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KEEPING YOUR BUSINESS SAFE FROM FRAUD - PART ONE

by Steve Davis,
last updated 23/07/2009

Fraud is very much in the news in franchising right now. Steve Davis looks at common types of fraud which can affect both franchisees and franchisors and suggests ways of preventing them

Fraud is a topic that most business owners don't like to think about too much. Considering the possibility of fraud in your own business smacks of distrust and suspicion of the people you employ and rely upon to manage or operate your business. They may be people whom you hold in close regard, apparently hard-working and honest, people you socialise with sometimes and believe you know well. Thinking about them cheating you - stealing from you - just doesn't seem right.

But common prudence, good management and, above all, the sheer prevalence of fraud in New Zealand business dictates that it is something every business owner must think about. Consider the following statistics:

  • According to KPMG's 2006 Fraud Survey, 53% of New Zealand businesses have experienced at least one case of fraud. The average loss was $479,000. These are only the detected frauds; many experts consider that maybe only one out of every fifty frauds is detected.
  • 63% of reported single fraud cases involved sums greater than $200,000. In 42% of major frauds, none of the money or goods stolen was recovered. 
  • 14% of employees engaging in fraud had a history of dishonesty with other employers. Good background checks might have prevented the hiring of these employees.

If those figures seem startling enough, consider this: according to an Otago University study, out of a sampling of 12,500 employee theft and fraud incidents, only 3.3% of cases were even referred to police. The real problem is many times larger.

  • 39% of business respondents believed fraud was ‘really only a problem for larger businesses.'  
  • A ‘no-names' employee survey published by Southern Today magazine in July/August 2006 found that 79% of employees admitted anonymously that they steal from their employers, either in the form of straight theft or fraud, or are willing to steal if given the opportunity.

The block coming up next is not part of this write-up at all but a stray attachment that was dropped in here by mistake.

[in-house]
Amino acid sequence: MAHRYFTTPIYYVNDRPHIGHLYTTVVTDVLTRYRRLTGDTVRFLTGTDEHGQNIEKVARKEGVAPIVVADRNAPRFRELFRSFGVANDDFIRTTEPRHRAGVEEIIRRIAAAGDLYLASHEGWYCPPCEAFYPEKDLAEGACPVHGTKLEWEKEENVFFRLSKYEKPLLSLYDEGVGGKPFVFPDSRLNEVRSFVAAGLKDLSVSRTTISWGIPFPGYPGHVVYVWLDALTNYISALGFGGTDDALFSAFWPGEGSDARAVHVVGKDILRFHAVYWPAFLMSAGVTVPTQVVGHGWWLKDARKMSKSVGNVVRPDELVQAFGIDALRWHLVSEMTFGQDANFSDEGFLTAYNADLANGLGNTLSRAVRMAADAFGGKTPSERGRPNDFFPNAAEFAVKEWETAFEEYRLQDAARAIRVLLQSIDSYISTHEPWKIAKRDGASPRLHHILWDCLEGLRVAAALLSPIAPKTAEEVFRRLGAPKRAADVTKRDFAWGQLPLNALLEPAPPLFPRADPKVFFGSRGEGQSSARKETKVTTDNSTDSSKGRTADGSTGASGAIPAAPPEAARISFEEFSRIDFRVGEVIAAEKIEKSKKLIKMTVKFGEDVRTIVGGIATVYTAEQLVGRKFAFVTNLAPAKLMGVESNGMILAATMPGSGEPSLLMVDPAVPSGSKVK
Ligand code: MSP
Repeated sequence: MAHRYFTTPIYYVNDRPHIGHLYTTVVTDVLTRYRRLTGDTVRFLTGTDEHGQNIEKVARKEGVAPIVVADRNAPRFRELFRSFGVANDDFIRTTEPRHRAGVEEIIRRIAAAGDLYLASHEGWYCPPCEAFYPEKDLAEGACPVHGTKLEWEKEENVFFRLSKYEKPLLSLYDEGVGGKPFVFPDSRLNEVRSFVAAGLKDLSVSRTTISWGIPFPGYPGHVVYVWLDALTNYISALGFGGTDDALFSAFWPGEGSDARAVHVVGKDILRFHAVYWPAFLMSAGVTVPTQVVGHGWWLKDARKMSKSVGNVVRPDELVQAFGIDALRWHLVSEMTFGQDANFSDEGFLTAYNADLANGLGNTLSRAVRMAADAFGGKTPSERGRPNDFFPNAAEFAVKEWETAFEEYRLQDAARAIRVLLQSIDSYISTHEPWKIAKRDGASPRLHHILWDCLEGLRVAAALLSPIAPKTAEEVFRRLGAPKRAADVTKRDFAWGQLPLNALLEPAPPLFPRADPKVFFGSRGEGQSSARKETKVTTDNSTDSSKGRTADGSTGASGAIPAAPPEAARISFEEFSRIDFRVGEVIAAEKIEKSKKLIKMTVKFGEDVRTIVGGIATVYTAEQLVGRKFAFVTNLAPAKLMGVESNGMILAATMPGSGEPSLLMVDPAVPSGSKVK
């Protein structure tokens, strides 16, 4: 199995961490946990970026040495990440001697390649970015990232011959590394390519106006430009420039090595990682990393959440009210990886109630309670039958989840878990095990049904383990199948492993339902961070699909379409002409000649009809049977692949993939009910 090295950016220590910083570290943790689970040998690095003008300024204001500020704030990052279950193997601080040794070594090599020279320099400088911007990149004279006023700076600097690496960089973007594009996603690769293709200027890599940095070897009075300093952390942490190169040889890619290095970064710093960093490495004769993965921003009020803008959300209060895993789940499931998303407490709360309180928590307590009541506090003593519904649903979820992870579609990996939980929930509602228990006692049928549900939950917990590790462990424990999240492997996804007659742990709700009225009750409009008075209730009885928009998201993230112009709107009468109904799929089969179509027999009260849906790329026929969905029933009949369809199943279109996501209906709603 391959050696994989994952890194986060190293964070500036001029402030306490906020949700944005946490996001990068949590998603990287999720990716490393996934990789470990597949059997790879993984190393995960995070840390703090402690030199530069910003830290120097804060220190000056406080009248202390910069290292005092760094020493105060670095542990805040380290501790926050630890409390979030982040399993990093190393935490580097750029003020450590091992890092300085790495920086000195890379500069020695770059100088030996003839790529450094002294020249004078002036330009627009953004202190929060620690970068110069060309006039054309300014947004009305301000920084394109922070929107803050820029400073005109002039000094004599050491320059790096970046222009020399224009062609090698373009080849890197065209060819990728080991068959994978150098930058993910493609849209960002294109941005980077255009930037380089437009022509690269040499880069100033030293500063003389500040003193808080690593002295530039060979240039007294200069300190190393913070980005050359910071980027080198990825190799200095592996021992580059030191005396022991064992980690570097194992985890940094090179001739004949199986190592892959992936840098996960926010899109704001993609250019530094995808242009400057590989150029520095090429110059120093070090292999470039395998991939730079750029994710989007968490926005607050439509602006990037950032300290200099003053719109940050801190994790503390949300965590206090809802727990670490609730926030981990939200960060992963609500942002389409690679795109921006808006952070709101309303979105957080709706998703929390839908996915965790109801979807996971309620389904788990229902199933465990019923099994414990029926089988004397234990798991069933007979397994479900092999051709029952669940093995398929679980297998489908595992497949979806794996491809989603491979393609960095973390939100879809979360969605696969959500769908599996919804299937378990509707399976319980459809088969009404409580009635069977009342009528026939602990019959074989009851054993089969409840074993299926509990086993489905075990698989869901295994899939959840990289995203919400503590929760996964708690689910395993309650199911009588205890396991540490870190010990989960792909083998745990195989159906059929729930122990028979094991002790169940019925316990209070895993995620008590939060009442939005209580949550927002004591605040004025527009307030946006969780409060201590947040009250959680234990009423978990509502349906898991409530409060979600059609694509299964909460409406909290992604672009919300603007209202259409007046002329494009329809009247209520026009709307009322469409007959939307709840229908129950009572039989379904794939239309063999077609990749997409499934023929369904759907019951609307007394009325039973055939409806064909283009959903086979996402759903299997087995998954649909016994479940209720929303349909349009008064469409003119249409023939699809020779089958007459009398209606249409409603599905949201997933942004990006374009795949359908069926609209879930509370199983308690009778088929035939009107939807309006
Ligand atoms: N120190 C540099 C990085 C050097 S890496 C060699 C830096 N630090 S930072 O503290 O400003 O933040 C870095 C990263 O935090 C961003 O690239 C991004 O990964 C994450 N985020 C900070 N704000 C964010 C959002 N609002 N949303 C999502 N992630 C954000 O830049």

Small business owners often believe they couldn't fail to notice an employee making off with $200,000. However, this is highly possible. Most frauds are carried out by long-term employees who are sufficiently experienced, knowledgeable - and trusted - to get away with it for many years. While most small business frauds are in the $30-70,000 range, in two Christchurch cases single employees stole $300,000 each - one from a fruit and vegetable shop, the other from a rural dairy. Fraud can be - and probably is - a problem for any business.

The Causes of Fraud

Fraud can have many causes. The number one motive is obviously simple greed, the desire to enjoy a better lifestyle at someone else's expense. The second-ranking motive is financial pressure, often due to living beyond means and overuse of credit. Other reasons include gambling addictions, drug usage, revenge-based motivations and even just a desire to ‘beat the system.'

But fraud is not just about the criminals - it's about the companies they work for, as well. KPMG observed in their survey that a common factor in frauds was a lack of senior management commitment followed by a poor ethical culture within the organisation generally. If management is seen by employees to harbour any dishonest inclinations, such as overcharging clients or other dishonourable practices, then this makes it easier for any dishonest employees to rationalise their own frauds against the business.